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Amelia Singh Netervala Oral History Interview -- Part 4

See also:
Amelia Singh Netervala Oral History -- Part 1
Amelia Singh Netervala Oral History -- Part 2
Amelia Singh Netervala Oral History -- Part 3
Amelia Singh Netervala Oral History -- Part 5

Date: March 2, 2015
Type: Oral History
Language: English
Creator: Randa Cardwell
Location: Los Angeles, CA

Interviewer: So I know you are involved with Karen Leonard and helping her with her book and providing her information about your whole family. Did you ever look for documentation about your family and documents on births, deaths, marriages? My own family is similar to her own work.

Amelia: No, I didn’t. As far as getting information on my father’s birth and background, I don’t think they had that. So I never tried… as far as that. But I learned from Karen’s research… like these Indian men did not want to talk about some of those experiences when they first came. I think they… I know that they… I learned from her the harsh experiences they had when they first arrived in San Francisco. Discrimination and looked down on. And having to live several men… 10 or more… in one small place. And having meager food, you know like lentils or dahl or chapati or rice. You know, that was one meal a day. They had very hard times. That I didn’t know.

I met Karen, because there was an article in the paper about her book. And she mentioned that there was a lot of divorce among the Mexican women and Indian men, and so I differed with her. I was thinking that since I was raised in Arizona- I was aware of Texas too- a small part of Texas. And I differed with her in that, because there weren’t any divorces over there except maybe one in Arizona. So I called Irvine- UC Irvine- and spoke with her. And so then we got together. We lived just a little- about two or three miles away from each other.

So anyway, I found out her research was on the Imperial Valley and Central Valley. That was a major part of where these Indian men settled and married Mexican women. And so that was another thing I learned from her, you know. Also about the men, you know, at that time there were still a few men alive that she spoke with… and also their family. And learned that they didn’t like to talk about their life. When they came, they were very private. And I thought that was how my father was too. I would ask him questions, and I couldn’t get anything from him. Yeah, some of these marriages just didn’t last very long.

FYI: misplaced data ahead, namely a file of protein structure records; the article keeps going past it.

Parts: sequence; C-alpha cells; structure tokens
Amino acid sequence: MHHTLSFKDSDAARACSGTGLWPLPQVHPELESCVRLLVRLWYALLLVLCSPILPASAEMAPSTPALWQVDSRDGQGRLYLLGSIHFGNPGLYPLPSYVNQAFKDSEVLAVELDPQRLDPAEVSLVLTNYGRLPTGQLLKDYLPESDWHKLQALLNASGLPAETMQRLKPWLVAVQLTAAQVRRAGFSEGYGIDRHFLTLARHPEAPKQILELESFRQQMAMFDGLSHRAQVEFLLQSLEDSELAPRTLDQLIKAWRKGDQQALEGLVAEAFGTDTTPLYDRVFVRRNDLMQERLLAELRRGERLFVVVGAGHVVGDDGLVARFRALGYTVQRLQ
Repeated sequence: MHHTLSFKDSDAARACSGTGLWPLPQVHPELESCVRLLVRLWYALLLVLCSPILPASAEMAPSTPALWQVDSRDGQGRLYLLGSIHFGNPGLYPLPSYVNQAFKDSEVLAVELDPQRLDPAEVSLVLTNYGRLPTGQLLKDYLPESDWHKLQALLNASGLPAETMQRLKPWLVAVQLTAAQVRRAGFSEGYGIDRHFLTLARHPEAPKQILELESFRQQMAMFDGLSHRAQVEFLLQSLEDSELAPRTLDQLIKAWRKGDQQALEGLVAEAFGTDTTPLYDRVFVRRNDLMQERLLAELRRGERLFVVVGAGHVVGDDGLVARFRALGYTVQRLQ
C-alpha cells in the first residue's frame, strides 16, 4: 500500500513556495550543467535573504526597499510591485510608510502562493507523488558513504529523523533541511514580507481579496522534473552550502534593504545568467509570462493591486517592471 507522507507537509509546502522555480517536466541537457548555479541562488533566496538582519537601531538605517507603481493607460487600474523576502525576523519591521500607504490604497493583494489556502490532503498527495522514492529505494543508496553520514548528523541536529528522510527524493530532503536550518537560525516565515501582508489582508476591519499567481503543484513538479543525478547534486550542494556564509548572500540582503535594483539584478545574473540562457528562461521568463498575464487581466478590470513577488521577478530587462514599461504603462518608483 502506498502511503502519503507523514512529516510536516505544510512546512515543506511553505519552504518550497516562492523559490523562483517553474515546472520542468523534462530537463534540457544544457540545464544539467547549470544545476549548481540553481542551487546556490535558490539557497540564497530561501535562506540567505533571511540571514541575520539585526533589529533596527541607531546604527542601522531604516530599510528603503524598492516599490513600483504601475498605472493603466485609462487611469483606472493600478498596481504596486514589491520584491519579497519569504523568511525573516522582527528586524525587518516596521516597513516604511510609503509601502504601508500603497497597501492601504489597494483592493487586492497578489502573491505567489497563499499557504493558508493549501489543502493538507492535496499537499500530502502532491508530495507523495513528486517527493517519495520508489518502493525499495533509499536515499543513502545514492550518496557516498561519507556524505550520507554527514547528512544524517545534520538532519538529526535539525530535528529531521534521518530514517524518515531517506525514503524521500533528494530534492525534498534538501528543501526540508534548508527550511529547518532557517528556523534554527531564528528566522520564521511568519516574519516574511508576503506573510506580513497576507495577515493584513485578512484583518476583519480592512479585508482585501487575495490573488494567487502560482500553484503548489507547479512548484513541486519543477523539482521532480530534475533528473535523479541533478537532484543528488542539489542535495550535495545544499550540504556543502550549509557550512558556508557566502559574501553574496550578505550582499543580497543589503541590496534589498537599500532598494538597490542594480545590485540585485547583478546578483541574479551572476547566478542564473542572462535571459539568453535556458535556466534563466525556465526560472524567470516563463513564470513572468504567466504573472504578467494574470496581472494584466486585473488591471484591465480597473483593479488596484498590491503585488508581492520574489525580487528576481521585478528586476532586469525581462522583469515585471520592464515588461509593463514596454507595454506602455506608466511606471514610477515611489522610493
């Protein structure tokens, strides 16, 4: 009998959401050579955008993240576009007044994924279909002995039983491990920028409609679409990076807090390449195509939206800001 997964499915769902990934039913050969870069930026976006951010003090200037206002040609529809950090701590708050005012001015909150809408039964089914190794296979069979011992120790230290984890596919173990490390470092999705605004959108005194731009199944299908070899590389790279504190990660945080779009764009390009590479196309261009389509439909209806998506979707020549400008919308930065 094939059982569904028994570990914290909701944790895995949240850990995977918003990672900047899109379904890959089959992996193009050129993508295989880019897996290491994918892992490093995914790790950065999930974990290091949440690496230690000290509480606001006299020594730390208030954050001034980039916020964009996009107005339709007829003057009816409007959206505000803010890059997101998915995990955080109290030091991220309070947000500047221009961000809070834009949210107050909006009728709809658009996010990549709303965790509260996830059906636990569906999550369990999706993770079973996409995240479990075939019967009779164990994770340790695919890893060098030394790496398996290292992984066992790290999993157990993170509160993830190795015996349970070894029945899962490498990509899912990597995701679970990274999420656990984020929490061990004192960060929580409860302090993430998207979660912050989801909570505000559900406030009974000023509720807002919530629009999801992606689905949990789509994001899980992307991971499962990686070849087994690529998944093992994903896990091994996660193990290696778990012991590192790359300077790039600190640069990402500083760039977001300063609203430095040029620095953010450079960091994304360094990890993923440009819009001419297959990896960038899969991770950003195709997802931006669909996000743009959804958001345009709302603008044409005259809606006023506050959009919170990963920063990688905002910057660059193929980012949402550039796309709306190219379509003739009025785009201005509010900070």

Oh and also, the children in Imperial Valley. I think because there were so many over there. It was different than where I was raised, because I was the only one of my background in the entire high school. Other than my brother, because he was a senior and I was a freshman. So that we didn’t have any similar experiences like the ones in these other areas.

Interviewer: So you know you’re a part of a special community, but you’re also separate from that same community by the fact that you grew up in Arizona and not in El Centro.

Amelia: Yes. Yes. I was still part of that community. Because you found a closeness with that community. Um... It’s unique. You come across someone you don’t know and you just become close friends and you just start talking. It’s unique.

Interviewer: Did it change your understanding of your father at all. These stories from Karen? You said that you recognized you were the same, but when you found out about some of the other men, did you see your father differently?

Amelia: I wish I could of… If I had known this information that I learned later on, I would have pried more. Asked him more questions. My mother was liberal about her background, about her family and so forth, but he wasn’t. And I think I would have pried more. My mother’s father was not in favor of her marrying - they would call them ‘Hindu’ at that time- marrying a Hindu. In fact, her father wanted to break the marriage up. He offered her property in Mexico if she were to leave her husband. My mother said, ‘no’.